Taxpayers are not better off with a new venue when the old one works fine for the low cost events.

The Pens have a right to do new and plush on its own without the destruction of something that works well for civic events.

We can and should be able to go to the arena for things other than hockey in the future. Go elsewhere for NHL hockey.

Mark Rauterkus said...

In Murphy's world, he always had a mediator because he was so abrasive. Murphy was driven from office because he couldn't even stand in the neighborhoods. He always had a wall around him because he was clueless with the people. He'd say things that were stupid and he'd offend. Naysayers and in turn EVERYONE (except Jon Delano it seems) had enough.

Murphy needed others because Murphy himself was so ineffective. Murphy would assign others to the job.

This was the clear contrast to what we LOVED about O'Connor's eventual arrival. Bob did his own dirty work. Bob did the heavy lifting himself. Bob didn't need an army of go-betweens. Bob was Bob. What you see is what you go.

Meanwhile, the public Tom Murphy, mayor, was a snake.

Murphy was the worst in negotiations. He gave away as much as he could. Then he gave away more, as much as he could hide. He has "partners" in the pro teams, as they both were spinning for the same things. The people got screwed.

There is some care on the locals this time to NOT give away everything. But this restraint is because blood doesn't flow from a rock. They would give it away if they could. But the treasury is empty -- thanks to Murphy and Onorato and Roddey and Peduto. Their past sins have made these guys penny-less and poor negotiators.

Murphy worries about there not being a 'point person.' I worry that there is no point in talking to Murphy, except to learn HOW not to do a deal. He is a great living example of how not to proceed.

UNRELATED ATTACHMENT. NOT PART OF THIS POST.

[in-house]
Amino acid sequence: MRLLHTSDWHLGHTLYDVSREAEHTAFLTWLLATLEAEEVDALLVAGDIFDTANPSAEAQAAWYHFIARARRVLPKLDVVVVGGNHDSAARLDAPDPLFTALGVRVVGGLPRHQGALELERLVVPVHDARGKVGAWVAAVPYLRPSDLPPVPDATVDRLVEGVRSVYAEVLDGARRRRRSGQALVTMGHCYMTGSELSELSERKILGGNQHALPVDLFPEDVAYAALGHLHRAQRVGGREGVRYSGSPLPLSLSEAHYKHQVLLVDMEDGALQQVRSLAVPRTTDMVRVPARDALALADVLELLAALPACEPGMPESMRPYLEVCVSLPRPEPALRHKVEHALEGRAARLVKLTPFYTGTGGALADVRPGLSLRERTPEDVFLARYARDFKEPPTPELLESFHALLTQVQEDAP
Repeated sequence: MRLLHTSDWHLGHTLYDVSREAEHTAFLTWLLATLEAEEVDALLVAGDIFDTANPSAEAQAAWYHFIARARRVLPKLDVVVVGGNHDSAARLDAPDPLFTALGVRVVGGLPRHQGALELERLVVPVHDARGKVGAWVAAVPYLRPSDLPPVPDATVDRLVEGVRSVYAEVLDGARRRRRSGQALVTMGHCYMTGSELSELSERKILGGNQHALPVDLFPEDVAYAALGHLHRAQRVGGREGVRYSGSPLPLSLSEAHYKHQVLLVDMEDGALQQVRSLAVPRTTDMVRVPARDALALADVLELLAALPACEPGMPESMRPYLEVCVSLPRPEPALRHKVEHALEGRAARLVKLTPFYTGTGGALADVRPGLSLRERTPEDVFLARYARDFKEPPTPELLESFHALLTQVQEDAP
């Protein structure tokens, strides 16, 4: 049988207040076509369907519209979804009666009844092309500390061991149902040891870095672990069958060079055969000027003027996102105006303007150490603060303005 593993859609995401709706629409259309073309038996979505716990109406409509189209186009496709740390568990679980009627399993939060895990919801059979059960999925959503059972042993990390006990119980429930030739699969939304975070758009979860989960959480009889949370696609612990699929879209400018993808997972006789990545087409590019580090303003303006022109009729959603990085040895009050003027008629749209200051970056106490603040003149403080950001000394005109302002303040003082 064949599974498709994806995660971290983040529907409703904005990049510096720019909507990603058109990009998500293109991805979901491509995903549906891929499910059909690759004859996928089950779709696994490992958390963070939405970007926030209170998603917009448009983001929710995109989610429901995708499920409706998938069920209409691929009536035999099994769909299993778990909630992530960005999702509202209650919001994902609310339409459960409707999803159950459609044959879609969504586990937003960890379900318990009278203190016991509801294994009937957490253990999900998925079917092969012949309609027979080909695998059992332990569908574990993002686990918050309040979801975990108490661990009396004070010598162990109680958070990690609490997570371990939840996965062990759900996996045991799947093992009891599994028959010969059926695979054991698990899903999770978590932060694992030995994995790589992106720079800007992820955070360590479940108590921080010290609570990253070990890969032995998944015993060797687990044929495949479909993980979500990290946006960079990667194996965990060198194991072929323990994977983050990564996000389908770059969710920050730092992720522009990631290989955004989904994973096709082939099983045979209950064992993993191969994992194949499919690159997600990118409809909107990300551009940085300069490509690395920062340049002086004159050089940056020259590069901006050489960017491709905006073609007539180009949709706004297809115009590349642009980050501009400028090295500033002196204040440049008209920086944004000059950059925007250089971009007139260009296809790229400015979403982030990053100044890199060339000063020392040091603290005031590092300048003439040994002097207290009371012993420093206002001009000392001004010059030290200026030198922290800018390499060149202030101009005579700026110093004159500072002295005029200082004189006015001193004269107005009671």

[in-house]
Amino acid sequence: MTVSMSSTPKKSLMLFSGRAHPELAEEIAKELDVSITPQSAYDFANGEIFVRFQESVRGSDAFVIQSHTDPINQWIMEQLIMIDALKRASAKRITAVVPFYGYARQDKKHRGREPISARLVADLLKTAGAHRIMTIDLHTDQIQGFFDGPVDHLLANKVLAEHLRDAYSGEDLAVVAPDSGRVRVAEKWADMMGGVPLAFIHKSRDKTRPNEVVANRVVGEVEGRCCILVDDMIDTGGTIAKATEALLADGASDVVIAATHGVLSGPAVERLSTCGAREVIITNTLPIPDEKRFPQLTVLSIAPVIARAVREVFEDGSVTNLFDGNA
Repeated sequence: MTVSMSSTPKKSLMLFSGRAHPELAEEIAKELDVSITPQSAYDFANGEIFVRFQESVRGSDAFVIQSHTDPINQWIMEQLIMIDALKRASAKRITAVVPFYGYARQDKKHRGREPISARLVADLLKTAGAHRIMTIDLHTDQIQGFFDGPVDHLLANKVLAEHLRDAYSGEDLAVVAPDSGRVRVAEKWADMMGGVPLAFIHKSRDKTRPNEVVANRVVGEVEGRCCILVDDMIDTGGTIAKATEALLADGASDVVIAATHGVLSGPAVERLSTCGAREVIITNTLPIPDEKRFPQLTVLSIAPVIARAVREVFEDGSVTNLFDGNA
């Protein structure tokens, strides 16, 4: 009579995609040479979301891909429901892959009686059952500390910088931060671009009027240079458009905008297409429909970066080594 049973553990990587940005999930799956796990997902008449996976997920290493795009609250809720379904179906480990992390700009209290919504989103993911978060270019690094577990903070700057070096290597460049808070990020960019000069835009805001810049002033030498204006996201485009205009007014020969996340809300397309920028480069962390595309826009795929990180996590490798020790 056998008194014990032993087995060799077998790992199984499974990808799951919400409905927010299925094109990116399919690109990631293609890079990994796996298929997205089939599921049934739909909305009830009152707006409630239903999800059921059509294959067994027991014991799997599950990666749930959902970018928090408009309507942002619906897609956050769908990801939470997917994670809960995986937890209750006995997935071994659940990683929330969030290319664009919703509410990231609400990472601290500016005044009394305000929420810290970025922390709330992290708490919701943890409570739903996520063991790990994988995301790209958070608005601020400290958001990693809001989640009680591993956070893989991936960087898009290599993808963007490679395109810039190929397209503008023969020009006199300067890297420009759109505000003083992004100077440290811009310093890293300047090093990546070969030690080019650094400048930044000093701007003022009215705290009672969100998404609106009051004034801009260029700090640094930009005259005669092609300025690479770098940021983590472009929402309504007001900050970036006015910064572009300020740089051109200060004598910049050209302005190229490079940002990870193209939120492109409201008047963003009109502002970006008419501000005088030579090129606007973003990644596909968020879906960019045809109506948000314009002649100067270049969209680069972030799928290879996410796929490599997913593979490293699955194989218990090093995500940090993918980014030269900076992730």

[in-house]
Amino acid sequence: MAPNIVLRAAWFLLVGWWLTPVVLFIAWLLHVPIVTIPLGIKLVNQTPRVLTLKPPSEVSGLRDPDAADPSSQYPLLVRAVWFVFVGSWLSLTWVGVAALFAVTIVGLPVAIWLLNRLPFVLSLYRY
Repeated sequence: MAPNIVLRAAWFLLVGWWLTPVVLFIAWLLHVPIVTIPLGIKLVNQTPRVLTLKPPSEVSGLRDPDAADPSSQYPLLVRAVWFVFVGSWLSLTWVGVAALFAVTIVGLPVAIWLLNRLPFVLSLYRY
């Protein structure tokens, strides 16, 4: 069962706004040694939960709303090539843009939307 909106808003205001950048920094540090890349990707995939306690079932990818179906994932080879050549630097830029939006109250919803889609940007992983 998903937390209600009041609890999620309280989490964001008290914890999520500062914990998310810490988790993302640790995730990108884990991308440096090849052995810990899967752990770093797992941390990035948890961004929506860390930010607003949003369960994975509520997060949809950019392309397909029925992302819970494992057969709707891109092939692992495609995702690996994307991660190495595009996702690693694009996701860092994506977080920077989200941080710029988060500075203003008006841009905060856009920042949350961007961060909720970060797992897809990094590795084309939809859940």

Murphy doesn't see camaraderie. Great. Murphy's camaraderie was always with the receivers of the corporate welfare deals.

There is great camaraderie with the working group that designed the big plan with Peduto to create downtown abatement. They all noodle on plans and ideas for stealing taxes.

The negotiations lingered because Dan Onorato jumped right into bed, ready to negotiate, before he established a philosophy, values, principles, and open ways. Premature.... Remorse....

Mark Rauterkus said...

Some faceless blog posting above read:

"One last time everyone: the money is coming from state and casino revenues. Local taxes/monies are not being used."

The bulk of the casino revenues are windfalls from the low bid license, $50-million, that should have fetched $300-M. That's money that is (was) taxpayer's money too -- as it isn't going elsewhere (like to roads, transit, property tax reduction, schools, infrastructure, health insurance, etc.)

Furthermore, state money is my (and your) money too. Lots of local tax money is being used.

Plus, Altoona got a new ball park because of Tom Murphy's. As did others from throughout the state.

jroddy said...

I agree with just about everything Murphy said.

So, given that he's the one who promised Lemieux a new arena, why didn't he do anything between 1999 and 2005, even when the team took agressive first steps of purchasing property and attempting to establish a dialogue in the early going?